Yzaguirre Reserva Vermouth
As we mentioned earlier this week, our new friends at Fasel Shenstone sent us some Spanish vermouths and a couple of other bottles recently. We’ve been using these newly discovered vermouths as an opportunity to add a bit of an addendum to our earliest posts, a vermouth taste-off. Both of today’s contestants did not participate in the earlier tournament, one because we thought it was simply another animal from the rest of the contestants (sorry, Cocchi di Torino. We really do love you!) and the other because we didn’t even really know of its existence until Fasel Shenstone sent it to us.
Both of these contestants are sweet vermouths made in a traditional manner; the Cocchi is an 1891 recipe, re-released to celebrate their 120th anniversary, while it seems like the Yzaguirre has pretty much always been made in the traditional manner. Cocchi di Torino comes from northern Italy; Yzaguirre from Catalonia.
Drinking these two vermouths side-by-side made us feel like kids in a pet store: ‘Can’t we take them both home?’ The two are similar in their richness and smooth complexity, but quite different in flavor. The Cocchi di Torino has a slightly citrus front, and a finish that reminds us of a sophisticated combination of root beer and dark chocolate. The Yzaguirre, on the other hand, reminds us of dried cherries and figs.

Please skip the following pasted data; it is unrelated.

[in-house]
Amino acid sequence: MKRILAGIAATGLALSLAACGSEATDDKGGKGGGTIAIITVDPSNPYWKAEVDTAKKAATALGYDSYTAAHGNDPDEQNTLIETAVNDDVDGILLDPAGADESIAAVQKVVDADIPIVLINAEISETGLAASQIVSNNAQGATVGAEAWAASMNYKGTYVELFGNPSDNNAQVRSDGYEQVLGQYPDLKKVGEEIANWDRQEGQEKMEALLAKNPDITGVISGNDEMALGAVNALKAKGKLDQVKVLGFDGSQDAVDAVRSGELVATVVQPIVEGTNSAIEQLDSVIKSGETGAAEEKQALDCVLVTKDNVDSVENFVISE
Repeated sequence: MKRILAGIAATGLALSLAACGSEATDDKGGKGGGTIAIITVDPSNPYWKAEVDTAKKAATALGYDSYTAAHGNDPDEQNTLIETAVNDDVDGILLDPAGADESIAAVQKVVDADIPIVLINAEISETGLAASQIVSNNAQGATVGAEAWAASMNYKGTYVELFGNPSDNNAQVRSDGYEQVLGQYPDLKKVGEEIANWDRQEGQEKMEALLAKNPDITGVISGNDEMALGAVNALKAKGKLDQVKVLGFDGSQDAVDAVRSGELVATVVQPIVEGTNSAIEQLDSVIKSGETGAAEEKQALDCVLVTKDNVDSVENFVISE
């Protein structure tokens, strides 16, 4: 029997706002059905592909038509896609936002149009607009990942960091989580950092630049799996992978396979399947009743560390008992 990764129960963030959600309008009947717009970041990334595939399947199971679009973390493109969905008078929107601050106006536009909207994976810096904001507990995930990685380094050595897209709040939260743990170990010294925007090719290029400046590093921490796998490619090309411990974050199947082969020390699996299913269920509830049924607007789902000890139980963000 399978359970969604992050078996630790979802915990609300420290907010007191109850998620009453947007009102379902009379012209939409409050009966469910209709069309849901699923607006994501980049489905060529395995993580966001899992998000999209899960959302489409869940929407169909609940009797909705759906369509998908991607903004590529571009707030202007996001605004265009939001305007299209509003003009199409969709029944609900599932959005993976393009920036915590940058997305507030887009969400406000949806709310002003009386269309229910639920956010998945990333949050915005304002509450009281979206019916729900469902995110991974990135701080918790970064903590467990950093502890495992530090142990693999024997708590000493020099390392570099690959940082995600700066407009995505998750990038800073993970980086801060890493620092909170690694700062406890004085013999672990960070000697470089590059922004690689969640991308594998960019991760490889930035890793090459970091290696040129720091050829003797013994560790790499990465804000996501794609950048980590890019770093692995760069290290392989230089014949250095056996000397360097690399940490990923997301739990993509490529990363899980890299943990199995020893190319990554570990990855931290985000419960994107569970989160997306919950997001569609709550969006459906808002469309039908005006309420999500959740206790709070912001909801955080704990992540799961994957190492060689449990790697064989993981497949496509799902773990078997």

Both of these vermouths taste beautiful simply over ice, maybe with a lemon twist. If you’re mixing, Leith Shenstone suggest using the Yzaguirre with something smoky (mezcal, or Scotch maybe), something spicy (rye), or something bitter (Campari). Likewise, I think Cocchi could go well with sweeter companions, like Bourbon or amaro. We also enjoyed the Yzaguirre with a splash of tonic. The rich, dried fruit flavors were heightened and lightened just a little bit more by a touch of effervescence and minerality.
Vermouth and Tonic Drink Recipe
- 2 oz vermouth–but make it a really good one, like Yzaguirre Reserva
- 1/2 oz tonic–we used Fever Tree’s Naturally Light. We usually avoid light tonic, but for this particular drink we wanted to keep the tonic soft. A little goes a long way, and any more than that is too much.
- Pour the vermouth into an old fashioned glass.
- Add ice.
- Gently pour the tonic on top.